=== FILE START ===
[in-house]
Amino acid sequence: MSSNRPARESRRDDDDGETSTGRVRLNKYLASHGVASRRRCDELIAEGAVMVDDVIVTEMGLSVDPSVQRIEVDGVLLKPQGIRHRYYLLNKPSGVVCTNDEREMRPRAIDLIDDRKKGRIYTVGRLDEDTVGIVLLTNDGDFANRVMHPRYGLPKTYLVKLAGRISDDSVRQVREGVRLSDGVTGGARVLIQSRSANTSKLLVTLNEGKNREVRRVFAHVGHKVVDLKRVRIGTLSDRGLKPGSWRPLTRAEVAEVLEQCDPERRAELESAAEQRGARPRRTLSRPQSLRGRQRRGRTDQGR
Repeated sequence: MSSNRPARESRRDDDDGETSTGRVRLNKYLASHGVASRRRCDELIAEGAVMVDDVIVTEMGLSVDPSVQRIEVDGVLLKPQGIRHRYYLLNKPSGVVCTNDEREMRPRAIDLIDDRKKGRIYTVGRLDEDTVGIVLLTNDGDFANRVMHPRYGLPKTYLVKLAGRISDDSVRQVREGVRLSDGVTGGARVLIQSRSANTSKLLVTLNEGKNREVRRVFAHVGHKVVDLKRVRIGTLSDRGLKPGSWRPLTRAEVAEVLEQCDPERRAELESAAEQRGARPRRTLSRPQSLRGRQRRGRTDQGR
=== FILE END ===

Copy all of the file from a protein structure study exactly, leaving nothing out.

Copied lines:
[in-house]
Amino acid sequence: MSSNRPARESRRDDDDGETSTGRVRLNKYLASHGVASRRRCDELIAEGAVMVDDVIVTEMGLSVDPSVQRIEVDGVLLKPQGIRHRYYLLNKPSGVVCTNDEREMRPRAIDLIDDRKKGRIYTVGRLDEDTVGIVLLTNDGDFANRVMHPRYGLPKTYLVKLAGRISDDSVRQVREGVRLSDGVTGGARVLIQSRSANTSKLLVTLNEGKNREVRRVFAHVGHKVVDLKRVRIGTLSDRGLKPGSWRPLTRAEVAEVLEQCDPERRAELESAAEQRGARPRRTLSRPQSLRGRQRRGRTDQGR
Repeated sequence: MSSNRPARESRRDDDDGETSTGRVRLNKYLASHGVASRRRCDELIAEGAVMVDDVIVTEMGLSVDPSVQRIEVDGVLLKPQGIRHRYYLLNKPSGVVCTNDEREMRPRAIDLIDDRKKGRIYTVGRLDEDTVGIVLLTNDGDFANRVMHPRYGLPKTYLVKLAGRISDDSVRQVREGVRLSDGVTGGARVLIQSRSANTSKLLVTLNEGKNREVRRVFAHVGHKVVDLKRVRIGTLSDRGLKPGSWRPLTRAEVAEVLEQCDPERRAELESAAEQRGARPRRTLSRPQSLRGRQRRGRTDQGR